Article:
Jesus is saying, follow me, stay close to me, become a disciple or student in my school, and I will show you the way of God, the way of the kingdom.  And the way of the kingdom is not some far-off place we enter when we die, but a present reality, here and now.  And Jesus isn’t saying that if we work at becoming poor in spirit, then we’ll be blessed; or if we mourn, then we’ll be blessed, if we work for peace, we will be blessed.  There’s nothing conditional about this, no if-then. So often the Sermon on the Mount in general and the beatitudes in particular have been read as primarily ethical statements.  Jesus is not really concerned about ethics here.  He’s not providing a new ethical system and he isn’t asking us to live by it or live up to it.  He’s not providing a list of requirements or precepts. [2] It’s not even a code of behavior for us.  Because there’s no way any one can bring about the reality that Jesus is talking about here.  No one.  We don’t have it in us.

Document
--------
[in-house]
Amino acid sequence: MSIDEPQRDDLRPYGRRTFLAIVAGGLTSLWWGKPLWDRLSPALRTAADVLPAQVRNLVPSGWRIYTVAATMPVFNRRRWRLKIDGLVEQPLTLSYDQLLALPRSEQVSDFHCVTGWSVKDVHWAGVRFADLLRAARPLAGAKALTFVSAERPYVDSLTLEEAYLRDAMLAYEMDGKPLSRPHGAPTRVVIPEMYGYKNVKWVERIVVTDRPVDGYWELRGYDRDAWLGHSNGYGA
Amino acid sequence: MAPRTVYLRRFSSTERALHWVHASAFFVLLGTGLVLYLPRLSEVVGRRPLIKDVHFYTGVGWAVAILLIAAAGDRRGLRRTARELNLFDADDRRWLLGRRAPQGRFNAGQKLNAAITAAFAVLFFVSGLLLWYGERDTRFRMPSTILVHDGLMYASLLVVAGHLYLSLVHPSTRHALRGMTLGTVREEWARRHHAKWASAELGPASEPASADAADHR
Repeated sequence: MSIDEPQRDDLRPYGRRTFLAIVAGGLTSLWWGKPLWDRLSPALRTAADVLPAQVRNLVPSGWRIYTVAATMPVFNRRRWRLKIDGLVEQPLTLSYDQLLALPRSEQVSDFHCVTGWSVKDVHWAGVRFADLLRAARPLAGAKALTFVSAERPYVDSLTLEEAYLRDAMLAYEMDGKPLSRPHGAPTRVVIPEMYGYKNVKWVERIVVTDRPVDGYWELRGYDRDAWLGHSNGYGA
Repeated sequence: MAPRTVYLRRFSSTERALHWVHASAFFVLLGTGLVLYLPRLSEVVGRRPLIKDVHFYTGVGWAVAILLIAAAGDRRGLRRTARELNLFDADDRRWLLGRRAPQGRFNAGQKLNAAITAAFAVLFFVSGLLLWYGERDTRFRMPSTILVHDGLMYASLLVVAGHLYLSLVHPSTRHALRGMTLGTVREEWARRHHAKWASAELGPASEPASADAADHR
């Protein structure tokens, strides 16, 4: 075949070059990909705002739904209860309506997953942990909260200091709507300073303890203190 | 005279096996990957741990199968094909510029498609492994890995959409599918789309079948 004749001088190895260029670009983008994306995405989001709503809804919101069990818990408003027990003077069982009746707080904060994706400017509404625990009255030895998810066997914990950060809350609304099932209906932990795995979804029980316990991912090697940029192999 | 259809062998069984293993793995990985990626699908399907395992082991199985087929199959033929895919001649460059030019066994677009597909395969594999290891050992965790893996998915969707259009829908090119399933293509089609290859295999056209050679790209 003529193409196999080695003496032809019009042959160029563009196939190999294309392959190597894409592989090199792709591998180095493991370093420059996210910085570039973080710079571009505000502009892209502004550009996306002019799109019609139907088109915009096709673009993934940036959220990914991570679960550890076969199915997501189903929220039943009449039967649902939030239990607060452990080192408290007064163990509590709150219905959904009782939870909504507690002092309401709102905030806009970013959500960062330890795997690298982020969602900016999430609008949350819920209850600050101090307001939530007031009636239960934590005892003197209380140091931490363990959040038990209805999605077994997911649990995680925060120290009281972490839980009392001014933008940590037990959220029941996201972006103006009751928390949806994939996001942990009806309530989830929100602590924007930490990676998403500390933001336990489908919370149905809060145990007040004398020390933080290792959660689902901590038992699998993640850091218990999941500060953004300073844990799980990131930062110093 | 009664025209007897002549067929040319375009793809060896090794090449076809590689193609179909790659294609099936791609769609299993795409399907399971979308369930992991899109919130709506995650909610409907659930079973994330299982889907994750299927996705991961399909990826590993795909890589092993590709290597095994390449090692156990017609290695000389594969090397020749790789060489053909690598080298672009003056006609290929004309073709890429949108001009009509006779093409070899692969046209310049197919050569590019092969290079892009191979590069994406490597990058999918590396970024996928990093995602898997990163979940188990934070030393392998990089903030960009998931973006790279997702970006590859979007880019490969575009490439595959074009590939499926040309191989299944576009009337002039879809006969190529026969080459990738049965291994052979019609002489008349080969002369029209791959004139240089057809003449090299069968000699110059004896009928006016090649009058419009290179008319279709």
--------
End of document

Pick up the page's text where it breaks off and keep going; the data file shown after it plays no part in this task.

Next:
Actually, it’s not about us—it has nothing to do with us.  It’s all about God, for Jesus. God is the unexpected subject of the action.[3]  When we align our vision with God’s vision, watch for how we see the world then changes.   When we align our action with what God is doing in the world, watch for how what we seek to do in the world then changes.  When we align our lives with God’s life, watch for how the meaning of our lives then change — it’s nothing that we do, but it’s what is given to us by God when we see ourselves and the world through the perspective of the goals of God’s kingdom.  Aligning ourselves with the Kingdom causes a new orientation of thought and action and yields a new spirit and a new stake in life.  There’s a new source of joy, a new source of happiness, of deep blessedness that comes. This doesn’t mean we’ll all walk around like one of those yellow smiling faces all the time.   It doesn’t mean that life will be easy.  It doesn’t mean that we won’t have trials and tribulations.  It might even mean that we are persecuted for our belief, mocked for our faith, mocked for being peacemakers.  Yet even in the mocking, the suffering, the mourning, the struggle of existence we will experience God’s blessedness, because we will discover something of God in those moments.  All of these experiences may be viewed as providing a new frame of reference, the larger context of God’s kingdom.  There is a different kind of happiness, joy, blessedness that comes when our lives are in relationship with God.